MOORE COUNTY, N.C. (QUEEN CITY NEWS) — An entire county is in the dark while authorities investigate who damaged two Duke Energy substations in Moore County this past weekend. 

Federal, state, and local agencies have not ruled out domestic terrorism as a possible motive, as crews work around the clock to repair equipment damaged when someone shot the power structures, causing the blackouts.

Schools and businesses are closed. Traffic lights are also out countywide. North Carolina Governor Roy Cooper says this was a criminal attack.

“Investigators are leaving no stone unturned as to what this is. They are looking at every motivation that could possibly occur here, and they want to find the perpetrators,” Governor Cooper said.

As temperatures drop, residents are using generators to power their homes or looking for a place outside the area until at least Thursday. Officials say the power could be back by that time.

Sandhills community resident Lauren Mathers says she is staying with a friend to wait out the repairs.

“A lot of people did have to leave those who could, but a lot of people can’t,” Mathers said. “A lot of people do not have the means. Those people are suffering, and this is devastating to our community. This is going to be devastating to our economy.”

Mathers, the executive director of Sandhills Pride, was inside the Sunrise Theater in Southern Pines Saturday night for an adult drag show when the lights went out around 7 p.m. 

“I don’t think it benefits anyone to be speculating until facts are out,” Mathers said. “That being said, it’s an amazing timing coincidence. So, I hope that everyone does a thorough job of investigating this.”

The show, Downtown Divas, sold tickets to drawing a crowd of more than 300 people for a sold-out show. Mathers says her organization and allies supporting the drag show dealt with backlash, threats, and hateful comments from some community members. 

“They were saying things like we should be lynched, we should be castrated, we should be imprisoned, saying they know what to do with us,” Mathers said.” They started hitting everybody our organization, the theater, our sponsors. The phone was ringing off the hook to the point that they had to turn their phones off, in some cases, for several days. This continued (and) some of the hate speech was really alarming.”

Mathers says the group filed a protest permit for outside the theater.

“I want to give kudos to the police and fire department. They had the street blocked off. They had designated areas designated for the protesters so they could be present,” Mathers said.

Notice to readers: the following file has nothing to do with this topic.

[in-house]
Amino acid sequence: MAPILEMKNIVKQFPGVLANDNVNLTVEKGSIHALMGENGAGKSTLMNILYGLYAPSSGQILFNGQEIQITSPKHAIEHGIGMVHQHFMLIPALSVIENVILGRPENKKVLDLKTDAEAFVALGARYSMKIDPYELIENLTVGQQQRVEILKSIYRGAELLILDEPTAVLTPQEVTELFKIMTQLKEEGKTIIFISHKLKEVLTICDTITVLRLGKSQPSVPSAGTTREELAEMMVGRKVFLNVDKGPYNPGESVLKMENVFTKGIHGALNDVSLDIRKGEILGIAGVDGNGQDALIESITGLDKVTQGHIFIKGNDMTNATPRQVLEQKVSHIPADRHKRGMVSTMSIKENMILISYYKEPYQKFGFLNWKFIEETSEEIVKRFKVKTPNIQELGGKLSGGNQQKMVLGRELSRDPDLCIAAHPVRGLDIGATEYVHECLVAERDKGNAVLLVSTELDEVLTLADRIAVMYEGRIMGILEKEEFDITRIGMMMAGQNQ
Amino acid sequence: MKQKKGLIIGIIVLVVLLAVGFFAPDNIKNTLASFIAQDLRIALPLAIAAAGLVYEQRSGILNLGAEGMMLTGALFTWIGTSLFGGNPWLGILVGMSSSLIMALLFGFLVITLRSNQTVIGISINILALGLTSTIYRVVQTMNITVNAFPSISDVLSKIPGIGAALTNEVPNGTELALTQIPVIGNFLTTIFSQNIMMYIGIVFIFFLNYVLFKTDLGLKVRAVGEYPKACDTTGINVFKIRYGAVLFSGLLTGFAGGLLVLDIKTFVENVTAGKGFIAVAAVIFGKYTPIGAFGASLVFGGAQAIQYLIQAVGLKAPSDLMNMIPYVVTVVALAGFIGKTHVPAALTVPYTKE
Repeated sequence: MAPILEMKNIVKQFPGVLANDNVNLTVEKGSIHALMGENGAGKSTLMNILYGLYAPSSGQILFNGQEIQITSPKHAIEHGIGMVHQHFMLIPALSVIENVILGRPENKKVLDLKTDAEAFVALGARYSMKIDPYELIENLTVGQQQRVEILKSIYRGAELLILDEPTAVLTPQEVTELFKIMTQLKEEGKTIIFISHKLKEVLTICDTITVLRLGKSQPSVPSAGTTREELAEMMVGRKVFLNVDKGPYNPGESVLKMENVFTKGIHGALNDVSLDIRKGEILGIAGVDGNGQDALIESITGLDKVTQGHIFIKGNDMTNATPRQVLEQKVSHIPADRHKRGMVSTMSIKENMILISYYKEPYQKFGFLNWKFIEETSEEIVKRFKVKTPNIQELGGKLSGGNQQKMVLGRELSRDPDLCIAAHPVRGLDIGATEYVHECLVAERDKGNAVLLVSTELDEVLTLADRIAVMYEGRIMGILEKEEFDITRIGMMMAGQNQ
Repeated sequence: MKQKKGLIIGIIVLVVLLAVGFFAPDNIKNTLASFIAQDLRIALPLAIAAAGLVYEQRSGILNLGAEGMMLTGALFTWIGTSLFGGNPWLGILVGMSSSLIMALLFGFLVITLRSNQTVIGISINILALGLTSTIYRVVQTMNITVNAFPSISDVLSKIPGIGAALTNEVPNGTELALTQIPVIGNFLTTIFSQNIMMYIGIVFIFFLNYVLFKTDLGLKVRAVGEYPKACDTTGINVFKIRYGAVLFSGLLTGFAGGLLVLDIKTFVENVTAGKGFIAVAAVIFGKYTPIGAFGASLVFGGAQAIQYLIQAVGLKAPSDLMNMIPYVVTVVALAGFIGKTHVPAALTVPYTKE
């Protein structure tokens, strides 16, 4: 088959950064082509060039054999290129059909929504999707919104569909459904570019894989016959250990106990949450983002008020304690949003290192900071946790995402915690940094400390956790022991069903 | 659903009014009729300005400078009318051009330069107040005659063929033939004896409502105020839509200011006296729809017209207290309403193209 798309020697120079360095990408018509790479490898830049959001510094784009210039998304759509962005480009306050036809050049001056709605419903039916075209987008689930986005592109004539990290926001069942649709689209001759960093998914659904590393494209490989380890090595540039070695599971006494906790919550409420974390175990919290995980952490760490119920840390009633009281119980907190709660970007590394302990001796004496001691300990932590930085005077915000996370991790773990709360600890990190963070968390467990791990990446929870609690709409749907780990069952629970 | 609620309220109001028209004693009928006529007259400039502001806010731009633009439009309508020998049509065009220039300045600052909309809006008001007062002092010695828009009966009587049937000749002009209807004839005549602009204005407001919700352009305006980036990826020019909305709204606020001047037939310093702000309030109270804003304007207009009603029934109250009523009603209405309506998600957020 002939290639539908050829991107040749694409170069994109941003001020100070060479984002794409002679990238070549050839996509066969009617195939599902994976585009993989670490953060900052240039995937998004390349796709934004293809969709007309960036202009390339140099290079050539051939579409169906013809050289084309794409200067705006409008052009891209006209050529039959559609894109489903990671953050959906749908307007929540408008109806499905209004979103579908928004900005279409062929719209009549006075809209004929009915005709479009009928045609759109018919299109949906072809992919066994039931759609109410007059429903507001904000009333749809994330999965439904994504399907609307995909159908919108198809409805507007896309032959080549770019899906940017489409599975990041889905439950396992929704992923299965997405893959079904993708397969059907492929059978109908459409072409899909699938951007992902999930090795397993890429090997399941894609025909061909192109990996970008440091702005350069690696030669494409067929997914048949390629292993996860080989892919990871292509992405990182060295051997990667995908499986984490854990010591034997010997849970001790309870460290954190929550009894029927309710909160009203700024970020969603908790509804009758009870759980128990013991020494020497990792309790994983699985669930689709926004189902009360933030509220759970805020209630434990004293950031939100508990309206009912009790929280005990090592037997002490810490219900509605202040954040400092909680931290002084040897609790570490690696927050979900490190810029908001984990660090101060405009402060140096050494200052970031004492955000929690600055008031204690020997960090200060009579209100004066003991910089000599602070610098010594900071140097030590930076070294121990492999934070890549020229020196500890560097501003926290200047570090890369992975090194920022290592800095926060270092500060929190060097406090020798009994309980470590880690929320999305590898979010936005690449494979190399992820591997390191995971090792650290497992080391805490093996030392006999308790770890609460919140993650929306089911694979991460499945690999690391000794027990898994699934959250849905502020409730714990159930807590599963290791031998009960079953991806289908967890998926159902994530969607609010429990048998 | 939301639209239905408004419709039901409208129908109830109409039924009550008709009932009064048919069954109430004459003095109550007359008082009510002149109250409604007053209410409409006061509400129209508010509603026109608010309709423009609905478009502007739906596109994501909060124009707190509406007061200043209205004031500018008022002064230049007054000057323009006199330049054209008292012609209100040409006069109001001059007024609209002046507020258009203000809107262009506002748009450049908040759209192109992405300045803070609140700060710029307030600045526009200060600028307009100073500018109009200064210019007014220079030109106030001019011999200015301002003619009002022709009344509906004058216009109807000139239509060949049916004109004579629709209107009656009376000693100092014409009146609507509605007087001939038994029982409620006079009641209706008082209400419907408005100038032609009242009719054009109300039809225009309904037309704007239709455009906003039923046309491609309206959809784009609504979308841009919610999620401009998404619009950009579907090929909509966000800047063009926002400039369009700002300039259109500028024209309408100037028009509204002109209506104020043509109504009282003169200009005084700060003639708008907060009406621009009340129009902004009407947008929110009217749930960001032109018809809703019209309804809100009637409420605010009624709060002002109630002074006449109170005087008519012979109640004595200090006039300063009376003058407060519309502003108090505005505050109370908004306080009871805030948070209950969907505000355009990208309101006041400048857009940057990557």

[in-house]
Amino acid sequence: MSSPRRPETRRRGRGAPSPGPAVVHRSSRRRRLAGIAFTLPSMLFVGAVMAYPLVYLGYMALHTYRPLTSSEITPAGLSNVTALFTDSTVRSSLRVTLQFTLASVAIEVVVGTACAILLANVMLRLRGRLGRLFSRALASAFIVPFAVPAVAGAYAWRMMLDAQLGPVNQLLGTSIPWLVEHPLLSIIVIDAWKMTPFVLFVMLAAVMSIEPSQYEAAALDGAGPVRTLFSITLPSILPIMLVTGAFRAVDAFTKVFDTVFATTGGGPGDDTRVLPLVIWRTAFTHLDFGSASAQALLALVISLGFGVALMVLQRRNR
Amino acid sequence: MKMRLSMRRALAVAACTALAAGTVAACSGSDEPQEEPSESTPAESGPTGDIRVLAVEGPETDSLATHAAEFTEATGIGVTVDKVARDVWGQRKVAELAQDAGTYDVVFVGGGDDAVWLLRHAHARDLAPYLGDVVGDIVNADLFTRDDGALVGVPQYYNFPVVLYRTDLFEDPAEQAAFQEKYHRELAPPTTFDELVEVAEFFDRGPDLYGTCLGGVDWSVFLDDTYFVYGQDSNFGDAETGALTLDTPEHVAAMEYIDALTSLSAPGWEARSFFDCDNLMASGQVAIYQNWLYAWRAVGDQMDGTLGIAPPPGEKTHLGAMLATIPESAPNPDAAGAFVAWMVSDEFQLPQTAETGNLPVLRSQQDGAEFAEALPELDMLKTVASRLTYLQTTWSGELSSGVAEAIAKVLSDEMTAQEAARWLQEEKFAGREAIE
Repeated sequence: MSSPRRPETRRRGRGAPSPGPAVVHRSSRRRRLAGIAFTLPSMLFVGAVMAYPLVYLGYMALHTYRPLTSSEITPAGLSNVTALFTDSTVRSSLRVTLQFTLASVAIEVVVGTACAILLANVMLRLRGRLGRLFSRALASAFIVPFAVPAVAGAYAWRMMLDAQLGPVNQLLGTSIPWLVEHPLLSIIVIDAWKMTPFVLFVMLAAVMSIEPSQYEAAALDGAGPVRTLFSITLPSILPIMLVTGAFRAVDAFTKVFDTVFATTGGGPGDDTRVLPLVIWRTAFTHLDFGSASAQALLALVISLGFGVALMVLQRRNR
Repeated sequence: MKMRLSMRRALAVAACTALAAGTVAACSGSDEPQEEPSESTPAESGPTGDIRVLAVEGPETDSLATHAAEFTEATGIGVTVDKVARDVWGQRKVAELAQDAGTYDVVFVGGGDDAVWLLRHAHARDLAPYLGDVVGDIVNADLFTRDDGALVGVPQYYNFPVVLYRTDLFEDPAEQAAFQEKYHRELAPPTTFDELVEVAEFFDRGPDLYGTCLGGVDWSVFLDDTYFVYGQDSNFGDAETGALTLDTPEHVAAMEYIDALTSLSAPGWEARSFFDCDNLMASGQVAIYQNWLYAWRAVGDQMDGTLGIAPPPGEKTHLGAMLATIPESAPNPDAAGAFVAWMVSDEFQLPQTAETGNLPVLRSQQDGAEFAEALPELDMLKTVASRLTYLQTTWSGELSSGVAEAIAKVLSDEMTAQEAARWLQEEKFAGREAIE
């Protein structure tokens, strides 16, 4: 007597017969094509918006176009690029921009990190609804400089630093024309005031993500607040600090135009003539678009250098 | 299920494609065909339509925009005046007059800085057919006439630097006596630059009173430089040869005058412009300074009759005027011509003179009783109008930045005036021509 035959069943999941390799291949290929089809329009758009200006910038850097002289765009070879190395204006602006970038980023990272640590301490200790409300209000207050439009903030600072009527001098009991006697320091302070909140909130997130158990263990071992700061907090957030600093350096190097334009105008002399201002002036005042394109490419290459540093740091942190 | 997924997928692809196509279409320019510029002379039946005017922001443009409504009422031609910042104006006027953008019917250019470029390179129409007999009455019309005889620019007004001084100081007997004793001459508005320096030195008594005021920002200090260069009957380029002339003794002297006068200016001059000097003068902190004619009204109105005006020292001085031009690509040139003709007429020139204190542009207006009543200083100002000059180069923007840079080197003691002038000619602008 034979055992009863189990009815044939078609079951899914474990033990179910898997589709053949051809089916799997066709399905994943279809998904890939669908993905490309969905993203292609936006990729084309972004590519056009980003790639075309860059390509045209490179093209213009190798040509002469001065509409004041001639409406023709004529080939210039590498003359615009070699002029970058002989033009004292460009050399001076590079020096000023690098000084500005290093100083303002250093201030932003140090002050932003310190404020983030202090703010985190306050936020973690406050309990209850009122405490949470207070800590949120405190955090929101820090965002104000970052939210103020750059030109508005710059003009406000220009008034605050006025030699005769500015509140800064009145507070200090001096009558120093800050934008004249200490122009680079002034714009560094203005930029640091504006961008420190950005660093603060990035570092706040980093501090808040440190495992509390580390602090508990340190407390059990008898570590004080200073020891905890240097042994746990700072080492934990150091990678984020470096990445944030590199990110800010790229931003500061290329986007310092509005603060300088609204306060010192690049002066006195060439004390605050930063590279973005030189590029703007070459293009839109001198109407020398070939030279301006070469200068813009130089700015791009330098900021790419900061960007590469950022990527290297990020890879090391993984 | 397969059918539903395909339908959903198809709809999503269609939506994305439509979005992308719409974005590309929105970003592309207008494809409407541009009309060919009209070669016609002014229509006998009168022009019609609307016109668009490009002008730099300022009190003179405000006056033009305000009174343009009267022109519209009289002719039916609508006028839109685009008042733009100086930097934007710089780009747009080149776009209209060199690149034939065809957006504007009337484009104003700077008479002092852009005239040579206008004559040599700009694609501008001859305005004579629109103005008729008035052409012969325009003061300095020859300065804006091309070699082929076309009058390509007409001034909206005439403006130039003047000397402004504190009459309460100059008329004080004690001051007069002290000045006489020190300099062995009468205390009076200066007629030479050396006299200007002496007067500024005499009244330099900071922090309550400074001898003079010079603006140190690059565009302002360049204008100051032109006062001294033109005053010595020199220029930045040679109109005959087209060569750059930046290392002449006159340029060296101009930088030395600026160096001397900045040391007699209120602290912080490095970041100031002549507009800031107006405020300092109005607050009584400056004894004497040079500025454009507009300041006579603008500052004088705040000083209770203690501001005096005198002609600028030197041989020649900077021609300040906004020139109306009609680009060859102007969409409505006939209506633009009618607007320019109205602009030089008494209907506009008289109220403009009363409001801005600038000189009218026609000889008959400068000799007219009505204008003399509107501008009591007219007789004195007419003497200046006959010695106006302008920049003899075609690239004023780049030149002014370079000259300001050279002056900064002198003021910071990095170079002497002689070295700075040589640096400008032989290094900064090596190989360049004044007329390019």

The show continued even in the dark, and Mathers says although the hate was loud, their love was even louder.

“I’ve received so many emails, I have received so many messages and texts and Facebook messages that just say thank you, thank you, thank you, thank you for bringing this,” Mathers said. “Thank you for showing diversity, thank you for supporting, and thank you for not backing down in the face of hate. But it was very, very difficult.”

When asked whether a group intentionally shot up the substations to stop the drag show, Moore County Sheriff Ronnie Fields says he could not rule it out Sunday afternoon. In a press conference Monday, he was asked to clarify what intentional meant in this case.

“The individual that done the damage knew what they were doing and caused the damage and caused the outage that they did,” Sheriff Fields said. 

The FBI, Department of Homeland Security, State Bureau of Investigation, and Moore County Sheriff’s Office are working together to find the suspect or suspects. Authorities would not comment on the type of firearms used to shoot up the substations.

“What happened here Saturday night was a criminal attack,” Cooper said. “Federal, state and local authorities are actively working to bring those responsible to justice.”

Power could stay out until Thursday. The Red Cross operates an emergency shelter at Moore County Sports Complex at 155 Hillcrest Park Lane in Carthage. Mathers says she is encouraged to see how residents are helping each other in their time of need.

“There are shelters open, there’s a curfew in place, but what I’m seeing on an individual basis is people are taking care of each other,” Mathers said. “Like if one person has a generator, they’re running extension cords to their neighbor cell, so that person has power.”

The Moore County Sheriff’s Office is running a tip line with federal and state authorities. They ask anyone who may know who shot up the substations to call 910-947-4444. Duke Energy also committed to spend at least $100,000 to help impacted residents.